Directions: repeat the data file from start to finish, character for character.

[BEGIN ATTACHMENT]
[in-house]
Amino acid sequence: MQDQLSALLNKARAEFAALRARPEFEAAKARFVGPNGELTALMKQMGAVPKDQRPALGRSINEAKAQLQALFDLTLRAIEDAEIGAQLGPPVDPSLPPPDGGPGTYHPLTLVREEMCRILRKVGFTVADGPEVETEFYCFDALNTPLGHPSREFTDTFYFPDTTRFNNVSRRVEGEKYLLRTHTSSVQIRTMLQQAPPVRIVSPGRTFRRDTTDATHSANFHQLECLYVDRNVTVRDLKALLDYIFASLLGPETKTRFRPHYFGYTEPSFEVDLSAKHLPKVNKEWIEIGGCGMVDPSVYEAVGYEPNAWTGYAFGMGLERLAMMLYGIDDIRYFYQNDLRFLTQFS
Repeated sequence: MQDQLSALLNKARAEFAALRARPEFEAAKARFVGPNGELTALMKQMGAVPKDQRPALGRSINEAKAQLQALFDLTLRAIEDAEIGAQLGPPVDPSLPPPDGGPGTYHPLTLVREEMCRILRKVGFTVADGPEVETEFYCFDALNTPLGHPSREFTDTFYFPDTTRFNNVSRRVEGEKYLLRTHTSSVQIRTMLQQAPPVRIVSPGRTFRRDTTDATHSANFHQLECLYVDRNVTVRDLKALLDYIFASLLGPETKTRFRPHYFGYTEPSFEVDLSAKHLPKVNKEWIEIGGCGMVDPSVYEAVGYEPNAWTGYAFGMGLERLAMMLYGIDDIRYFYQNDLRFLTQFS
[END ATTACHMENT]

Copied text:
[in-house]
Amino acid sequence: MQDQLSALLNKARAEFAALRARPEFEAAKARFVGPNGELTALMKQMGAVPKDQRPALGRSINEAKAQLQALFDLTLRAIEDAEIGAQLGPPVDPSLPPPDGGPGTYHPLTLVREEMCRILRKVGFTVADGPEVETEFYCFDALNTPLGHPSREFTDTFYFPDTTRFNNVSRRVEGEKYLLRTHTSSVQIRTMLQQAPPVRIVSPGRTFRRDTTDATHSANFHQLECLYVDRNVTVRDLKALLDYIFASLLGPETKTRFRPHYFGYTEPSFEVDLSAKHLPKVNKEWIEIGGCGMVDPSVYEAVGYEPNAWTGYAFGMGLERLAMMLYGIDDIRYFYQNDLRFLTQFS
Repeated sequence: MQDQLSALLNKARAEFAALRARPEFEAAKARFVGPNGELTALMKQMGAVPKDQRPALGRSINEAKAQLQALFDLTLRAIEDAEIGAQLGPPVDPSLPPPDGGPGTYHPLTLVREEMCRILRKVGFTVADGPEVETEFYCFDALNTPLGHPSREFTDTFYFPDTTRFNNVSRRVEGEKYLLRTHTSSVQIRTMLQQAPPVRIVSPGRTFRRDTTDATHSANFHQLECLYVDRNVTVRDLKALLDYIFASLLGPETKTRFRPHYFGYTEPSFEVDLSAKHLPKVNKEWIEIGGCGMVDPSVYEAVGYEPNAWTGYAFGMGLERLAMMLYGIDDIRYFYQNDLRFLTQFS